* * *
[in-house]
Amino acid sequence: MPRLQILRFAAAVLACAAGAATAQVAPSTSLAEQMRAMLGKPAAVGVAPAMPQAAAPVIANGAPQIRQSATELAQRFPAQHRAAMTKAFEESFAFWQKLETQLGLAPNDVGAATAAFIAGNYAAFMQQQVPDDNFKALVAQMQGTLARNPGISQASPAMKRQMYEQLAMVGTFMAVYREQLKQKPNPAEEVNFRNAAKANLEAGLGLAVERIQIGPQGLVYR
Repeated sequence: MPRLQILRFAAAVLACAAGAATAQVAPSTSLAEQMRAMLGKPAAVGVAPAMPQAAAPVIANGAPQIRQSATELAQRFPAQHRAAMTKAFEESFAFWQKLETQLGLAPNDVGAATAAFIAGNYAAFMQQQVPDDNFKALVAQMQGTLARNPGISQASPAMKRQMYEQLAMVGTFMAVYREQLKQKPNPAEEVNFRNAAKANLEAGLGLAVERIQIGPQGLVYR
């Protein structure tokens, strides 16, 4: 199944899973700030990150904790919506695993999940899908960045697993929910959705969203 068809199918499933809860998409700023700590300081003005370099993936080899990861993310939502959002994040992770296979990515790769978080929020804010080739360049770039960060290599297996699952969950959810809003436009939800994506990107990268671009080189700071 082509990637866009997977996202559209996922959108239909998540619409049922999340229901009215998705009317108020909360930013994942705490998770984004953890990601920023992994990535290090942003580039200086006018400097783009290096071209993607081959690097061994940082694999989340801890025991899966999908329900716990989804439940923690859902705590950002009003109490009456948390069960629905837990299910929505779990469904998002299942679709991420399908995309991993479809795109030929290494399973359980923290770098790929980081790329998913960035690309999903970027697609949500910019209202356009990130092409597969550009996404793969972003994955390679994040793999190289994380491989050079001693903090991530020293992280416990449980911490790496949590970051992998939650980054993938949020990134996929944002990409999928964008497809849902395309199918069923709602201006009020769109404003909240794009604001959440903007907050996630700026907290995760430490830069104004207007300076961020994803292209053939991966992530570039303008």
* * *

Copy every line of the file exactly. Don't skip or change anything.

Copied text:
[in-house]
Amino acid sequence: MPRLQILRFAAAVLACAAGAATAQVAPSTSLAEQMRAMLGKPAAVGVAPAMPQAAAPVIANGAPQIRQSATELAQRFPAQHRAAMTKAFEESFAFWQKLETQLGLAPNDVGAATAAFIAGNYAAFMQQQVPDDNFKALVAQMQGTLARNPGISQASPAMKRQMYEQLAMVGTFMAVYREQLKQKPNPAEEVNFRNAAKANLEAGLGLAVERIQIGPQGLVYR
Repeated sequence: MPRLQILRFAAAVLACAAGAATAQVAPSTSLAEQMRAMLGKPAAVGVAPAMPQAAAPVIANGAPQIRQSATELAQRFPAQHRAAMTKAFEESFAFWQKLETQLGLAPNDVGAATAAFIAGNYAAFMQQQVPDDNFKALVAQMQGTLARNPGISQASPAMKRQMYEQLAMVGTFMAVYREQLKQKPNPAEEVNFRNAAKANLEAGLGLAVERIQIGPQGLVYR
């Protein structure tokens, strides 16, 4: 199944899973700030990150904790919506695993999940899908960045697993929910959705969203 068809199918499933809860998409700023700590300081003005370099993936080899990861993310939502959002994040992770296979990515790769978080929020804010080739360049770039960060290599297996699952969950959810809003436009939800994506990107990268671009080189700071 082509990637866009997977996202559209996922959108239909998540619409049922999340229901009215998705009317108020909360930013994942705490998770984004953890990601920023992994990535290090942003580039200086006018400097783009290096071209993607081959690097061994940082694999989340801890025991899966999908329900716990989804439940923690859902705590950002009003109490009456948390069960629905837990299910929505779990469904998002299942679709991420399908995309991993479809795109030929290494399973359980923290770098790929980081790329998913960035690309999903970027697609949500910019209202356009990130092409597969550009996404793969972003994955390679994040793999190289994380491989050079001693903090991530020293992280416990449980911490790496949590970051992998939650980054993938949020990134996929944002990409999928964008497809849902395309199918069923709602201006009020769109404003909240794009604001959440903007907050996630700026907290995760430490830069104004207007300076961020994803292209053939991966992530570039303008």